Now that many games allow users to trade in-game currency and items for real cash, a feature which is supported and controlled by some companies while explicitly banned by others, the valuation and economic role of virtual goods has become a topic of serious discussion among both the gaming community and tech industry at large. One point of contention is the ability of tech-savvy gamers to exploit gaming vulnerabilities to illicitly acquire in-game currency and items, which they then trade for real-world money. Taking inspiration from this, a hacker known only as “Manfred” revealed he has managed to support himself almost exclusively from online gaming hacks for the past 20 years.
Speaking to attendees at the 25th annual DEF CON Convention, held this weekend in Las Vegas, Nevada the hacker revealed that hacking games was lucrative enough that the proceeds were sufficient to put him through college. Manfred began his professional hacking career in 1997, when he discovered a minor bug in Ultima Online, a once-popular massively multiplayer online role-playing game (mmorpg).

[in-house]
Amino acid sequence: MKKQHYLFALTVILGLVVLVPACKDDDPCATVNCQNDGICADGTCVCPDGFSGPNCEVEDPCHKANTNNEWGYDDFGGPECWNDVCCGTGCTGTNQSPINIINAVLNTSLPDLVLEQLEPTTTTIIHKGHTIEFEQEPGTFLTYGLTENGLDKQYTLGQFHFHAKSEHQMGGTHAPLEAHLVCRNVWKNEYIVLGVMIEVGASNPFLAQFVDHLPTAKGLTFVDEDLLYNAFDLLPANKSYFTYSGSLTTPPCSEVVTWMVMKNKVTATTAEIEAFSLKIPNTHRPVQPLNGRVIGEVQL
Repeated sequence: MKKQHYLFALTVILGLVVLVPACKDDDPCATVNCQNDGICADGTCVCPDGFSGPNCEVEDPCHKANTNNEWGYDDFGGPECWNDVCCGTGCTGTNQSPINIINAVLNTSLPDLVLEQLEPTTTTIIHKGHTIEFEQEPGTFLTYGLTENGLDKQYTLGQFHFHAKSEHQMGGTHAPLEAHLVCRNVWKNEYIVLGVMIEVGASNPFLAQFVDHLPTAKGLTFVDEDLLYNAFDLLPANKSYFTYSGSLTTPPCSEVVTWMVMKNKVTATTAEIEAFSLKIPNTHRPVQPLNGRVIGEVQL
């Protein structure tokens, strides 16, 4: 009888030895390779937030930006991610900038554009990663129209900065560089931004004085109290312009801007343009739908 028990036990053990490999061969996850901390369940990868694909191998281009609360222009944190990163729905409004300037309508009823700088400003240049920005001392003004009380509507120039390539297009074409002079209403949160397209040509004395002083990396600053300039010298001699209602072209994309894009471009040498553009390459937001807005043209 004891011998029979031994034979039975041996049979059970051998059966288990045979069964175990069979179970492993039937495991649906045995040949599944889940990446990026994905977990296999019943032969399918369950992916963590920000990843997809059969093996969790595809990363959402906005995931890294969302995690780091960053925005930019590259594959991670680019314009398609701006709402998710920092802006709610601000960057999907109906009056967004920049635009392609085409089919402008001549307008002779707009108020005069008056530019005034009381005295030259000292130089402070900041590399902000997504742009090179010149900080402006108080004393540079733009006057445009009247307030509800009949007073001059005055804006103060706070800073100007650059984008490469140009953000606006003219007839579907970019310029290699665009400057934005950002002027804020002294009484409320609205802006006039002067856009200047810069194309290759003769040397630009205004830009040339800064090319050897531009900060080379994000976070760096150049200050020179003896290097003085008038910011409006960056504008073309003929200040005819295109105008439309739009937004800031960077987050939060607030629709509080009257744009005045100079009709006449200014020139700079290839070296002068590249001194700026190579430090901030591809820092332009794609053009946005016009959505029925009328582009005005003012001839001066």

The exploit enabled Manfred steal digital plots of land from other players, allowing him to build more player housing than the game was designed to allow. The hacker then sold the houses on Ebay, with an average price of about 2000 dollars each. Manfred said he sold approximately 100 houses at this price, netting him a hefty 200,000 dollars. In other words, Manfred’s digital real estate scheme earned him enough to by an actual home.
Manfred went on to find vulnerabilities in other popular online games, including titles like Shadowbane, Lord of the Rings Online, and Star Wars New Republic, among others. During his talk at the Las Vegas conference, he demonstrated a hack for the game WildStar Online. Thanks to the exploit, Manfred effectively created a pile of the game’s currency valued at 397 trillion real-world dollars.
While the hacks are carried out covertly, Manfred was once nearly caught. In 2003, hacks to Shadowbane were so widespread that they received attention and coverage from major technology reporting outlets. According to the hacker, this ended his more “malicious” enterprises, instead opting to stick to more secretive, difficult-to-detect hacks to support himself. Manfred declined to reveal just how much money his hacks have made him throughout his 20 year career, and justified the enterprise by likening it to the in-app purchases that permeate cell-phone, console, and computer games. Legality aside, the hacker’s story is one of creative entrepreneurship and technological ingenuity.